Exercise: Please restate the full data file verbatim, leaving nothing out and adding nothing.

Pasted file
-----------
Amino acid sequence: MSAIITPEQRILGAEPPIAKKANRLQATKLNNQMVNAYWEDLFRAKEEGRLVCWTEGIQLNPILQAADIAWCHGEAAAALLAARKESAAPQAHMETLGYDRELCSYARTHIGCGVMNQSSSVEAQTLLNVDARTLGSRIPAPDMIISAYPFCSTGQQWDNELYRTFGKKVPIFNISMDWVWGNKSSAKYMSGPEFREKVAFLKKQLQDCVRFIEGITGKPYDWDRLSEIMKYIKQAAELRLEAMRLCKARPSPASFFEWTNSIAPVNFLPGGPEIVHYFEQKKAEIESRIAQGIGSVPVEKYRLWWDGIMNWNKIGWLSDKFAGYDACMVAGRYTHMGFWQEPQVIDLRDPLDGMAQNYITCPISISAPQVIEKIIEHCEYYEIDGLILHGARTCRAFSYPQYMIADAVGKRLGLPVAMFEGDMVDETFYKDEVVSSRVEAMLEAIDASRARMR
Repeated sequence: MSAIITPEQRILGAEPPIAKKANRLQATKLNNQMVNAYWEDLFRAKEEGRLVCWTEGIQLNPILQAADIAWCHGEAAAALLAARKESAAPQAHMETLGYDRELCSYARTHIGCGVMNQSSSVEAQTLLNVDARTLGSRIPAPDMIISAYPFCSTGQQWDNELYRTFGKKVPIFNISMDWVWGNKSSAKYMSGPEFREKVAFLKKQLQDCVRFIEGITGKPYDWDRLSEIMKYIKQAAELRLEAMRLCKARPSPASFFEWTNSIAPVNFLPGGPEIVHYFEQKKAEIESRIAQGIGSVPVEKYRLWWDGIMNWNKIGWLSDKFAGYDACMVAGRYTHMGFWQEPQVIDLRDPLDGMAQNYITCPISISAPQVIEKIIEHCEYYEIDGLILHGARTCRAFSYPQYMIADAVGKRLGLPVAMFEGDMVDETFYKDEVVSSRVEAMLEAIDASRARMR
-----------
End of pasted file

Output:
Amino acid sequence: MSAIITPEQRILGAEPPIAKKANRLQATKLNNQMVNAYWEDLFRAKEEGRLVCWTEGIQLNPILQAADIAWCHGEAAAALLAARKESAAPQAHMETLGYDRELCSYARTHIGCGVMNQSSSVEAQTLLNVDARTLGSRIPAPDMIISAYPFCSTGQQWDNELYRTFGKKVPIFNISMDWVWGNKSSAKYMSGPEFREKVAFLKKQLQDCVRFIEGITGKPYDWDRLSEIMKYIKQAAELRLEAMRLCKARPSPASFFEWTNSIAPVNFLPGGPEIVHYFEQKKAEIESRIAQGIGSVPVEKYRLWWDGIMNWNKIGWLSDKFAGYDACMVAGRYTHMGFWQEPQVIDLRDPLDGMAQNYITCPISISAPQVIEKIIEHCEYYEIDGLILHGARTCRAFSYPQYMIADAVGKRLGLPVAMFEGDMVDETFYKDEVVSSRVEAMLEAIDASRARMR
Repeated sequence: MSAIITPEQRILGAEPPIAKKANRLQATKLNNQMVNAYWEDLFRAKEEGRLVCWTEGIQLNPILQAADIAWCHGEAAAALLAARKESAAPQAHMETLGYDRELCSYARTHIGCGVMNQSSSVEAQTLLNVDARTLGSRIPAPDMIISAYPFCSTGQQWDNELYRTFGKKVPIFNISMDWVWGNKSSAKYMSGPEFREKVAFLKKQLQDCVRFIEGITGKPYDWDRLSEIMKYIKQAAELRLEAMRLCKARPSPASFFEWTNSIAPVNFLPGGPEIVHYFEQKKAEIESRIAQGIGSVPVEKYRLWWDGIMNWNKIGWLSDKFAGYDACMVAGRYTHMGFWQEPQVIDLRDPLDGMAQNYITCPISISAPQVIEKIIEHCEYYEIDGLILHGARTCRAFSYPQYMIADAVGKRLGLPVAMFEGDMVDETFYKDEVVSSRVEAMLEAIDASRARMR